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test -n STRING != test STRING if there is no STRING [duh]

From: Dan Jacobson
Subject: test -n STRING != test STRING if there is no STRING [duh]
Date: Mon, 16 Sep 2002 09:30:21 +0800

Configuration Information [Automatically generated, do not change]:
Machine: i386
OS: linux-gnu
Compiler: gcc
Compilation CFLAGS:  -DPROGRAM='bash' -DCONF_HOSTTYPE='i386' 
-DCONF_OSTYPE='linux-gnu' -DCONF_MACHTYPE='i386-pc-linux-gnu' 
-I/home/doko/packages/bash/bash-2.05a/lib -g -O2
uname output: Linux debian 2.4.18-k7 #1 Sun Apr 14 13:19:11 EST 2002 i686 
Machine Type: i386-pc-linux-gnu

Bash Version: 2.05a
Patch Level: 0
Release Status: release

Description: [It's the old "fool 'em with the esotericism", making 'em
send off bug reports] Gentlemen, no matter if /usr/bin/test or bash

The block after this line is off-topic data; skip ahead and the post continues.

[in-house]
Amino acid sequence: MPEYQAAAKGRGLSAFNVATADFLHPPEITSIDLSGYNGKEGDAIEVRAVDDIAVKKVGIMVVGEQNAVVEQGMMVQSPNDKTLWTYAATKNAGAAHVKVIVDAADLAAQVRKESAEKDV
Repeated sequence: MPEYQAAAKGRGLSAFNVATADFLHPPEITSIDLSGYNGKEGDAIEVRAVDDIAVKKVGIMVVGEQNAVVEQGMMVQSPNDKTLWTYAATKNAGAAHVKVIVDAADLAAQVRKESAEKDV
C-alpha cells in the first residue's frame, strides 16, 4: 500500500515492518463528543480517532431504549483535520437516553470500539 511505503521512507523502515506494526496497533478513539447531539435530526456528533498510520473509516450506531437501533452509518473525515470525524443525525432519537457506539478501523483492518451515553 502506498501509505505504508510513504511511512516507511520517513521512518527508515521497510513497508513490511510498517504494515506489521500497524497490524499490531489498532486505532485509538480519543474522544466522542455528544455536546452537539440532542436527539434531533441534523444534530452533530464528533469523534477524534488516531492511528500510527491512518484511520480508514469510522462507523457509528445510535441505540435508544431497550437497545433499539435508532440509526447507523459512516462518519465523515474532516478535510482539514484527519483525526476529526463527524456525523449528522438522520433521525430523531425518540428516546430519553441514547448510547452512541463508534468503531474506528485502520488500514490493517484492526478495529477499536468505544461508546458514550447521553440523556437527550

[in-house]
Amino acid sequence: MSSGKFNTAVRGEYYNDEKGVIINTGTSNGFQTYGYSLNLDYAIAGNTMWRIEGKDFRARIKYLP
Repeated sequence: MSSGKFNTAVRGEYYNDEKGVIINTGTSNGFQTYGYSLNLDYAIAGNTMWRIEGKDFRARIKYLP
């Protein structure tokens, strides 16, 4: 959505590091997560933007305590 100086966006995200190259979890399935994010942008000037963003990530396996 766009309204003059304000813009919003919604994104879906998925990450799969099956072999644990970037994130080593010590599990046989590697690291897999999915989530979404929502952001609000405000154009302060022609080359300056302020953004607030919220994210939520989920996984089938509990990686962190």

builtin test, we often think these are equivalent:

     True if the length of STRING is nonzero.

Yes, if one supplies STRING, i.e. "" then the two are the same.
Yes, one legally must supply STRING, if not, then as usual, behaviour
is undefined, I suppose. However, users might still think behaviour is
the same, thinking "why this":
set -e 
a= #or a="", same deal
test -n $a
echo how did I get here,
test $a
echo but not here?

Therefore, both the gnu test, and bash test:
documentation should be changed to emphasize what happens in just the
$ test
case, which seems hardly dealt with in any "test" docs, and also words like
|    These options test string characteristics.  Strings are not quoted
| for `test', though you may need to quote them to protect characters
| with special meaning to the shell, e.g., spaces.
in the gnu test Info manual perhaps should be beefed up to prevent the
above misunderstanding.
http://jidanni.org/ Taiwan(04)25854780

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